Don't get me wrong. I admire those authors who excel at this. I also recognize everybody is different, their writing needs are different, their goals are different. My one and only goal has ever been to create imaginary worlds. I spent years in theatre and film, performing, shooting, editing. I can't remember a time in my life when I wasn't living in imaginary places.

These stories are my havens. Each one has to be unique, because each serves to satisfy some need of mine. When I'm feeling buoyant, I'll write bantery contemporary. When I'm contemplative, I tend to do historicals. I write a lot of paranormals because I get tired of having to restrain myself to the physics of the real world. The list goes on.

So no matter how much I know I should, I just can't brand myself. I'm not an m/m writer. I'm not a paranormal writer. Sometimes, I even wonder if I'm necessarily a romance writer.

If I'm anything, it's a storyteller.

Now that brand sounds right.

Monday, September 24, 2012

Folsom Street Fair

I'm currently losing a battle with what I suspect is a sinus infection, so my coherency is minimal today.

With that in mind, I'm just going to direct people to the San Francisco Chronicle, and their article about the Folsom Street Fair this past weekend. There's a slide show of what I know are some of the tamer possibilities that abounded at the fair, too. Events like this, the fact that they even exist, are just one more reason why I love living in the Bay Area.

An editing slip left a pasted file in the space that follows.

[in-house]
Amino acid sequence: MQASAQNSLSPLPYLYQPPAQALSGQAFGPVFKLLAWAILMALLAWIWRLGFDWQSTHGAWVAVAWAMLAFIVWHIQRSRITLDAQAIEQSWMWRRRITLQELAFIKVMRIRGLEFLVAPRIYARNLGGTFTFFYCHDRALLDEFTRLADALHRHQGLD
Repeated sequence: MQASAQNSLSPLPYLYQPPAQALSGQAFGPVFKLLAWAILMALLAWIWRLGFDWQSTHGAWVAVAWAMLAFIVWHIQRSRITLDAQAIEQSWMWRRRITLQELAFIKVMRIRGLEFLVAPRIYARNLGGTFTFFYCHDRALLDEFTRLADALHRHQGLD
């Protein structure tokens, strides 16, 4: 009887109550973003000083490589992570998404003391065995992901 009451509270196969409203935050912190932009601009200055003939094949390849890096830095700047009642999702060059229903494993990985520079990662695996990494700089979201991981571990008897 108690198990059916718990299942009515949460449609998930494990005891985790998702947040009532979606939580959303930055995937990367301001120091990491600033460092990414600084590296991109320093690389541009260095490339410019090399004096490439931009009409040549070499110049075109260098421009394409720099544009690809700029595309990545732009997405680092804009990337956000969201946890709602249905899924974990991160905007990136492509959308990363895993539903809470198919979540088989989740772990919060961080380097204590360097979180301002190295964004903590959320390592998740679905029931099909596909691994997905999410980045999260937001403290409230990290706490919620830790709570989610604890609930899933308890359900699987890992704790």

Life should be about embracing differences, not condemning them.

Sunday, September 23, 2012

Six Sentence Sunday

Welcome to my SSS! For the month of September, I'm highlighting sentences from a short story that released two years ago, a contemporary gay erotica piece called Yesterday's Names. Last week, the distraction Jonathan was searching for culminated in a hook-up with Davide and a sweet good-bye. Now, he's off to Nettuno for the purpose of his visit to Italy, where he is surprised by Davide showing up, to be there since he believes Jonathan needs a friend.

Within two minutes, we were back in the sunshine, a map of the cemetery with the grave I wanted clearly marked in hand.